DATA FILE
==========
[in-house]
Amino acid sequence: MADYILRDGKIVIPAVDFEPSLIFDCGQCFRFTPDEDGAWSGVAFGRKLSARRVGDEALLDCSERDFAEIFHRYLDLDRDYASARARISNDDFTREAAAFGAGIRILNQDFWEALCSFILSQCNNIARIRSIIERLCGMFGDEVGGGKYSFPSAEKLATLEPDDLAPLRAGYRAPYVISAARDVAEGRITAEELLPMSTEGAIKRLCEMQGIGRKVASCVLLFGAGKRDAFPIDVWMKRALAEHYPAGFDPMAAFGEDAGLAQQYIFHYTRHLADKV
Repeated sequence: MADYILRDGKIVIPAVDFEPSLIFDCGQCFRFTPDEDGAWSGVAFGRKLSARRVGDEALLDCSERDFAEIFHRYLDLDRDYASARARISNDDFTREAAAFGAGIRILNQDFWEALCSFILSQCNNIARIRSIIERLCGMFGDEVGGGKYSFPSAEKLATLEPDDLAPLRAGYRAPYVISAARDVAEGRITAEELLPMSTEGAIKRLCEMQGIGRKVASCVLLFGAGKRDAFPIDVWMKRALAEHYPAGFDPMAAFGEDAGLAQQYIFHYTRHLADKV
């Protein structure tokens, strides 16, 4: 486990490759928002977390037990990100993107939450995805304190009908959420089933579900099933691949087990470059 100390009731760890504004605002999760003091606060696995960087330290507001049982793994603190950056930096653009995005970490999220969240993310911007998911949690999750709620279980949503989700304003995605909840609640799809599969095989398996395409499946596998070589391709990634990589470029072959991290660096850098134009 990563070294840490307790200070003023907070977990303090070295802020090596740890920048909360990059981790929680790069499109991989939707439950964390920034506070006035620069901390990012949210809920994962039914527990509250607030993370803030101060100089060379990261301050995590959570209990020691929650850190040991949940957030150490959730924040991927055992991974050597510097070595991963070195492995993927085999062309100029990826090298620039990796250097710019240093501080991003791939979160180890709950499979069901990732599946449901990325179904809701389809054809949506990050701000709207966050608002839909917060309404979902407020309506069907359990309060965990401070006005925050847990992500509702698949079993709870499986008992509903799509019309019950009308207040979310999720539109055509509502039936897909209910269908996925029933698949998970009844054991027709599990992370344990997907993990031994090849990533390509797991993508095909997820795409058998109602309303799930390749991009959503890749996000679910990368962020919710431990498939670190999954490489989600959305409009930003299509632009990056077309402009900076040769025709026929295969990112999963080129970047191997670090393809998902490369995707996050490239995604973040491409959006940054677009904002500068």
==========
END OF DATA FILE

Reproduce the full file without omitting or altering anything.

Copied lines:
[in-house]
Amino acid sequence: MADYILRDGKIVIPAVDFEPSLIFDCGQCFRFTPDEDGAWSGVAFGRKLSARRVGDEALLDCSERDFAEIFHRYLDLDRDYASARARISNDDFTREAAAFGAGIRILNQDFWEALCSFILSQCNNIARIRSIIERLCGMFGDEVGGGKYSFPSAEKLATLEPDDLAPLRAGYRAPYVISAARDVAEGRITAEELLPMSTEGAIKRLCEMQGIGRKVASCVLLFGAGKRDAFPIDVWMKRALAEHYPAGFDPMAAFGEDAGLAQQYIFHYTRHLADKV
Repeated sequence: MADYILRDGKIVIPAVDFEPSLIFDCGQCFRFTPDEDGAWSGVAFGRKLSARRVGDEALLDCSERDFAEIFHRYLDLDRDYASARARISNDDFTREAAAFGAGIRILNQDFWEALCSFILSQCNNIARIRSIIERLCGMFGDEVGGGKYSFPSAEKLATLEPDDLAPLRAGYRAPYVISAARDVAEGRITAEELLPMSTEGAIKRLCEMQGIGRKVASCVLLFGAGKRDAFPIDVWMKRALAEHYPAGFDPMAAFGEDAGLAQQYIFHYTRHLADKV
């Protein structure tokens, strides 16, 4: 486990490759928002977390037990990100993107939450995805304190009908959420089933579900099933691949087990470059 100390009731760890504004605002999760003091606060696995960087330290507001049982793994603190950056930096653009995005970490999220969240993310911007998911949690999750709620279980949503989700304003995605909840609640799809599969095989398996395409499946596998070589391709990634990589470029072959991290660096850098134009 990563070294840490307790200070003023907070977990303090070295802020090596740890920048909360990059981790929680790069499109991989939707439950964390920034506070006035620069901390990012949210809920994962039914527990509250607030993370803030101060100089060379990261301050995590959570209990020691929650850190040991949940957030150490959730924040991927055992991974050597510097070595991963070195492995993927085999062309100029990826090298620039990796250097710019240093501080991003791939979160180890709950499979069901990732599946449901990325179904809701389809054809949506990050701000709207966050608002839909917060309404979902407020309506069907359990309060965990401070006005925050847990992500509702698949079993709870499986008992509903799509019309019950009308207040979310999720539109055509509502039936897909209910269908996925029933698949998970009844054991027709599990992370344990997907993990031994090849990533390509797991993508095909997820795409058998109602309303799930390749991009959503890749996000679910990368962020919710431990498939670190999954490489989600959305409009930003299509632009990056077309402009900076040769025709026929295969990112999963080129970047191997670090393809998902490369995707996050490239995604973040491409959006940054677009904002500068």